Young Harris Khan, Paul Dickov’s shadow for the day, paused for thought. He had just been asked who he would like to manage one day.
“Arsenal,” Khan replied, dressed in Dickov’s trademark blue suit and club tie. “And Doncaster,” he quickly added.
Laughter ensued in the interview room. But Harris’s reply also served as a timely reminder about the difficulties Doncaster face when it comes to winning the affections of young football fans.
If Rovers are to divert more of Doncaster’s kids away from the Premier League powerhouses or indeed their local rivals, though, they really cannot go wrong with initiatives like their brilliant recent Junior Takeover Day. Why? Because as a club they can offer the human, personal touch - something today’s money-motivated top flight almost lacks completely.
When I first arrived in Doncaster in 2006 I was immediately struck by the family feel at Rovers. It was a welcoming, friendly, down-to-earth club, one with traditional working class values.
And the very best of those values shone through a fortnight ago when young PA-announcer Alex, arguably the star of the show, read out the teams with gusto.
Later on Harris was high-fived by Dean Furman and co after the 2-0 win over Colchester. It was delightful to watch, but don’t expect it to catch on inside the bubble that is the English Premier League.
Those 30 or so lucky kids will never forget the day they got to run Doncaster Rovers, and their families and friends will hopefully have been equally inspired by a fantastically delivered day from start to finish and help to spread the word about the good work going on behind the scenes at the Keepmoat Stadium.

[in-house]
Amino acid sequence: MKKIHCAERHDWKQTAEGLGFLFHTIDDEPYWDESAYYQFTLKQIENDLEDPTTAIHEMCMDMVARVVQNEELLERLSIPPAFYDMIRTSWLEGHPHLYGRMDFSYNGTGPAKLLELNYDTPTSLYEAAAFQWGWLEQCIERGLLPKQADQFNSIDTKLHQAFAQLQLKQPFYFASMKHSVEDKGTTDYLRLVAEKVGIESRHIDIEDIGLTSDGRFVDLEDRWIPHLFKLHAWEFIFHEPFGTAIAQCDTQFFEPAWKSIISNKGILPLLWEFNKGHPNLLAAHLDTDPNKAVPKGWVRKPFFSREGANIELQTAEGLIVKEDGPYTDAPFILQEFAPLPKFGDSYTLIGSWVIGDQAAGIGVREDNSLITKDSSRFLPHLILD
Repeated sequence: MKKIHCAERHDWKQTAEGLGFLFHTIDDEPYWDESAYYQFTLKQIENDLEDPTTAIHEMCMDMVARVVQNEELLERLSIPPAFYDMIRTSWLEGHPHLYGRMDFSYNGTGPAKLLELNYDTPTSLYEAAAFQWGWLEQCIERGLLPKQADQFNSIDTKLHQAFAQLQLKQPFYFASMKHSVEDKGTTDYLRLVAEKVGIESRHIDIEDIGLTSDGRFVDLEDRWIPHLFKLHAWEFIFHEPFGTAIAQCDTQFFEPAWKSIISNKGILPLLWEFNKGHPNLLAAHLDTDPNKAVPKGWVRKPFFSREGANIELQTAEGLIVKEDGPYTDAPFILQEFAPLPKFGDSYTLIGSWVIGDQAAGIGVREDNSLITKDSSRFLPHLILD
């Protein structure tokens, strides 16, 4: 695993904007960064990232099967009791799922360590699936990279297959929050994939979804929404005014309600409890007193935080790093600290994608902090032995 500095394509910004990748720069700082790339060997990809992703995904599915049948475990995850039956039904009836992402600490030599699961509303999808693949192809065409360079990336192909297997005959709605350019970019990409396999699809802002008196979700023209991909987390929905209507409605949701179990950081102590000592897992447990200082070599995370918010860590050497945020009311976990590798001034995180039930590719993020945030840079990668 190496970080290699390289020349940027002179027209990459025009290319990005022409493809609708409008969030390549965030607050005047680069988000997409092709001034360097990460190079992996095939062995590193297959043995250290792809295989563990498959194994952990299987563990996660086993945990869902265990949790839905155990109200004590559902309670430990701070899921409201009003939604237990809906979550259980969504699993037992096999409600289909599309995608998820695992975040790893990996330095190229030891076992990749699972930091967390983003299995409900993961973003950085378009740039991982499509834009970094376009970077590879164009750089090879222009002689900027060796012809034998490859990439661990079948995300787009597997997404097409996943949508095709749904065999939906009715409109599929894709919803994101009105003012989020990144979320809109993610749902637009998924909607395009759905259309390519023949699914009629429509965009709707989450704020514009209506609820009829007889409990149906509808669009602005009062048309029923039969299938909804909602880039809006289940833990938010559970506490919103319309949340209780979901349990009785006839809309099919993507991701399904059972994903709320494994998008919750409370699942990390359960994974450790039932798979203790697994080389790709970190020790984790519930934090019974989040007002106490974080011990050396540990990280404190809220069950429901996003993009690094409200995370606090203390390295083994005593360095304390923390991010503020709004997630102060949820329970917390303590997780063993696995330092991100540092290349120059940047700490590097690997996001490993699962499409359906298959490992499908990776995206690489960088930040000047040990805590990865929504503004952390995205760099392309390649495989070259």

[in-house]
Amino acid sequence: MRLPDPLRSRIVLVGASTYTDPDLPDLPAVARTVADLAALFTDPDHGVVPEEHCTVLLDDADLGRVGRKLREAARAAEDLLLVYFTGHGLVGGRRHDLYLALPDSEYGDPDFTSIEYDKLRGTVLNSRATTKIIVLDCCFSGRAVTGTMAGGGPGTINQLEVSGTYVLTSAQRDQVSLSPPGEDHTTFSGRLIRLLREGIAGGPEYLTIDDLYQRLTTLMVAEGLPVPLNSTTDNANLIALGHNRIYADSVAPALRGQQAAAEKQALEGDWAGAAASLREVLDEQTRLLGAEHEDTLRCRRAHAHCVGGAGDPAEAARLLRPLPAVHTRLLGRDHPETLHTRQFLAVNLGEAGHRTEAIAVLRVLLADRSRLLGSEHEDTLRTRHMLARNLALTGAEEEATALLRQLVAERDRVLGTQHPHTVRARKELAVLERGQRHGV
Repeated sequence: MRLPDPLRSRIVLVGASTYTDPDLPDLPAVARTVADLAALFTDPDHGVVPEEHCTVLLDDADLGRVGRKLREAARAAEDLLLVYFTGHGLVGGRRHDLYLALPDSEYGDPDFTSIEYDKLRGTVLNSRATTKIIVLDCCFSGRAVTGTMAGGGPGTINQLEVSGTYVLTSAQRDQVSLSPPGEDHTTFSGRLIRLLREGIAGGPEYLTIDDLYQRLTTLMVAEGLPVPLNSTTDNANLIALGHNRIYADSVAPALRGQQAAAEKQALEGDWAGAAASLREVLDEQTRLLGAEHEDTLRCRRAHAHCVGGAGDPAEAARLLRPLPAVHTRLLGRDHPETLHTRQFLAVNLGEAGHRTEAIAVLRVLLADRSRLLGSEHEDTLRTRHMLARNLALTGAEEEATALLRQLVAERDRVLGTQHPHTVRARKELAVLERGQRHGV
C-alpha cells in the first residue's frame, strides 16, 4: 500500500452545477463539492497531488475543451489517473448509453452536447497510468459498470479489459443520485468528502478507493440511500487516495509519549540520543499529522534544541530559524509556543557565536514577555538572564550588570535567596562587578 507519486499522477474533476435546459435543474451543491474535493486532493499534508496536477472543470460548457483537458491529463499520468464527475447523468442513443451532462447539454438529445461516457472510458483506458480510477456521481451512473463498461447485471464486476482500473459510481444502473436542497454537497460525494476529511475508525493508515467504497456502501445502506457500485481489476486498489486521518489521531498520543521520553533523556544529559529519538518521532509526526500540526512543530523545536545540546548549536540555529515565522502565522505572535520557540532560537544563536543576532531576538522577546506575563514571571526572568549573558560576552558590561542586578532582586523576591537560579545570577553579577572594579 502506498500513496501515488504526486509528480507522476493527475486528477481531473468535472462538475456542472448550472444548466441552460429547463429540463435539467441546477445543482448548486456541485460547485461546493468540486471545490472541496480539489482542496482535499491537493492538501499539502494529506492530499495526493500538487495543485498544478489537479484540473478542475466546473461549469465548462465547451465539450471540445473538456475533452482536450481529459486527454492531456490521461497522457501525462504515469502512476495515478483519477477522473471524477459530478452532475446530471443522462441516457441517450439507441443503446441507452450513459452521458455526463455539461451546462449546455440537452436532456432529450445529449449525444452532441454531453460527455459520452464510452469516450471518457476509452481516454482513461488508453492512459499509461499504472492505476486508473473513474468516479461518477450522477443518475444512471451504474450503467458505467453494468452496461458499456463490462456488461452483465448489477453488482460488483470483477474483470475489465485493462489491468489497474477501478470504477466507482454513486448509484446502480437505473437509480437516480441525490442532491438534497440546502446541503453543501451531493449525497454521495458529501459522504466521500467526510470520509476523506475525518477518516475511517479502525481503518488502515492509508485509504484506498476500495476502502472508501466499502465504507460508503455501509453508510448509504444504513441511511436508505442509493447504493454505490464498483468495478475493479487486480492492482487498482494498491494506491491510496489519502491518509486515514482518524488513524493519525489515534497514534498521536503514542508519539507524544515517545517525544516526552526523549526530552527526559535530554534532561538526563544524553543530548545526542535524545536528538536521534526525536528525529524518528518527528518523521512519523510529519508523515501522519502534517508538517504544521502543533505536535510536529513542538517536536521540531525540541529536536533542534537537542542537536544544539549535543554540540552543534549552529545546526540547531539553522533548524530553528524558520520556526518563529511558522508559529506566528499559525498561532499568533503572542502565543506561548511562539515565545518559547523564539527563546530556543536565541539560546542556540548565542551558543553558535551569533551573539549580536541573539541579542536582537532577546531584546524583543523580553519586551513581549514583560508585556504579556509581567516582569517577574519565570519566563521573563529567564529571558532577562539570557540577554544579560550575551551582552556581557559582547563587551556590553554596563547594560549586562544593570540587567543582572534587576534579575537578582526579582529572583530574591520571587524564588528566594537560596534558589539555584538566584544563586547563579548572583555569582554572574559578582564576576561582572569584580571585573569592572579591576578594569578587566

But the event has to be just the start of a prolonged marketing campaign by Rovers to make the club the first port of call for the town’s young football fans. Not Arsenal. Nor anyone else for that matter. Doncaster - their local team.
One of the big selling points of last summer’s proposed takeover for Messrs Bramall and Watson was the potential for Louis Tomlinson to not only forge a connection with the young folk of Doncaster but also market the club nationally and even globally, helping to give it the sustainability that the current owners still crave.
Excuse the pun, but the One Direction star gave Rovers an X-Factor. The only danger perhaps was it had the potential to become somewhat gimmicky.
Instead Rovers must now play the long game. Tomlinson’s involvement with his hometown club has remained at arm’s length following the collapse of the takeover, which left Rovers seeking sustainability by attempting to deep-root the club firmly with its local community – hence this season’s #mylocalteam campaign.
With adult tickets available for a fiver for the visit of Peterborough on Saturday, this weekend’s attendance will reveal an awful lot about the local community’s appetite to get behind its own football club.
The reality is that the ‘missed generation’ of fans will takes years to readdress, but last month’s Junior Takeover Day was the most obvious sign yet that the club’s marketing department are ready to embrace that particular challenge.
Amid a recent backdrop of two relegations, the now infamous ’experiment’ and the divisiveness caused by two failed takeovers, Rovers arguably lost some of that ‘family feel’. And as the Premier League becomes more powerful by the season, they have their work cut out improving attendances and convincing those supporters who have recently drifted away to return on a regular basis.
Results on the pitch will always be defining. But by staying true to their family values, and offering that ‘personal touch’ at plenty more events like the JTO, Rovers will hopefully get Doncaster behind its local team – and maybe even get one over the Premier League while they’re at it.